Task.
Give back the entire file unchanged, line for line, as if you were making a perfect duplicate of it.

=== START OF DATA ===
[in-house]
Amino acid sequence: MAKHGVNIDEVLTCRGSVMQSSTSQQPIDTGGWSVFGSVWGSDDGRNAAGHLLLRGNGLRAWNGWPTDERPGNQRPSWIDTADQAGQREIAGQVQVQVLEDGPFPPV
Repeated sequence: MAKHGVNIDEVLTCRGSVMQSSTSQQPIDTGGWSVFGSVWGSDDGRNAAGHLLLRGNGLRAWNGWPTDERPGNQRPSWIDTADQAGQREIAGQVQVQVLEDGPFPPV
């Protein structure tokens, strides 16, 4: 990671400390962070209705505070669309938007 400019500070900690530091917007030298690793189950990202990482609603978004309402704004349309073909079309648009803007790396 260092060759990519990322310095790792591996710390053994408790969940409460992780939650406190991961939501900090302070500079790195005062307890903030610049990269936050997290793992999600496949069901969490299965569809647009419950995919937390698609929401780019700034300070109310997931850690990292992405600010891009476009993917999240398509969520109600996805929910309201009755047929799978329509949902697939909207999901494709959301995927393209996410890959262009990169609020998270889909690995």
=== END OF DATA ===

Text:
[in-house]
Amino acid sequence: MAKHGVNIDEVLTCRGSVMQSSTSQQPIDTGGWSVFGSVWGSDDGRNAAGHLLLRGNGLRAWNGWPTDERPGNQRPSWIDTADQAGQREIAGQVQVQVLEDGPFPPV
Repeated sequence: MAKHGVNIDEVLTCRGSVMQSSTSQQPIDTGGWSVFGSVWGSDDGRNAAGHLLLRGNGLRAWNGWPTDERPGNQRPSWIDTADQAGQREIAGQVQVQVLEDGPFPPV
């Protein structure tokens, strides 16, 4: 990671400390962070209705505070669309938007 400019500070900690530091917007030298690793189950990202990482609603978004309402704004349309073909079309648009803007790396 260092060759990519990322310095790792591996710390053994408790969940409460992780939650406190991961939501900090302070500079790195005062307890903030610049990269936050997290793992999600496949069901969490299965569809647009419950995919937390698609929401780019700034300070109310997931850690990292992405600010891009476009993917999240398509969520109600996805929910309201009755047929799978329509949902697939909207999901494709959301995927393209996410890959262009990169609020998270889909690995």